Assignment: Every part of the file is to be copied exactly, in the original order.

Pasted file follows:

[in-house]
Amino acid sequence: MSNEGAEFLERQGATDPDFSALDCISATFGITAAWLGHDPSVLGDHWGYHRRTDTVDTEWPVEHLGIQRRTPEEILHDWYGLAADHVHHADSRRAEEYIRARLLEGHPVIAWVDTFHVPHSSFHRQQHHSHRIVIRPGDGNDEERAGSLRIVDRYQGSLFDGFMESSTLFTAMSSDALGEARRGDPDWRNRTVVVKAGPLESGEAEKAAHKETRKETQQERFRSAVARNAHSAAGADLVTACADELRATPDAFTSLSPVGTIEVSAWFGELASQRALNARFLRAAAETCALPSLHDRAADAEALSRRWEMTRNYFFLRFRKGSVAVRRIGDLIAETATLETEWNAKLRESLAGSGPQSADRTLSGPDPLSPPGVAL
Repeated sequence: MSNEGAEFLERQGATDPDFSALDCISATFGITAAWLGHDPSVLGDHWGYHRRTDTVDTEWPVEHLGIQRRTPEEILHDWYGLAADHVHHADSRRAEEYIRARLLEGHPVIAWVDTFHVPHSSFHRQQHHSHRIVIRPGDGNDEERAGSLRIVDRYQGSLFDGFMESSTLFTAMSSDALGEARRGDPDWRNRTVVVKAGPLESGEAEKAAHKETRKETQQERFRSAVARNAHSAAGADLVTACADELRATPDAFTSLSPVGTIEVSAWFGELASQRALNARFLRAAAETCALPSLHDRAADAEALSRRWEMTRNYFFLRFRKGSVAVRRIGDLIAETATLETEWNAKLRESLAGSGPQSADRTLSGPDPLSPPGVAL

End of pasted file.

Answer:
[in-house]
Amino acid sequence: MSNEGAEFLERQGATDPDFSALDCISATFGITAAWLGHDPSVLGDHWGYHRRTDTVDTEWPVEHLGIQRRTPEEILHDWYGLAADHVHHADSRRAEEYIRARLLEGHPVIAWVDTFHVPHSSFHRQQHHSHRIVIRPGDGNDEERAGSLRIVDRYQGSLFDGFMESSTLFTAMSSDALGEARRGDPDWRNRTVVVKAGPLESGEAEKAAHKETRKETQQERFRSAVARNAHSAAGADLVTACADELRATPDAFTSLSPVGTIEVSAWFGELASQRALNARFLRAAAETCALPSLHDRAADAEALSRRWEMTRNYFFLRFRKGSVAVRRIGDLIAETATLETEWNAKLRESLAGSGPQSADRTLSGPDPLSPPGVAL
Repeated sequence: MSNEGAEFLERQGATDPDFSALDCISATFGITAAWLGHDPSVLGDHWGYHRRTDTVDTEWPVEHLGIQRRTPEEILHDWYGLAADHVHHADSRRAEEYIRARLLEGHPVIAWVDTFHVPHSSFHRQQHHSHRIVIRPGDGNDEERAGSLRIVDRYQGSLFDGFMESSTLFTAMSSDALGEARRGDPDWRNRTVVVKAGPLESGEAEKAAHKETRKETQQERFRSAVARNAHSAAGADLVTACADELRATPDAFTSLSPVGTIEVSAWFGELASQRALNARFLRAAAETCALPSLHDRAADAEALSRRWEMTRNYFFLRFRKGSVAVRRIGDLIAETATLETEWNAKLRESLAGSGPQSADRTLSGPDPLSPPGVAL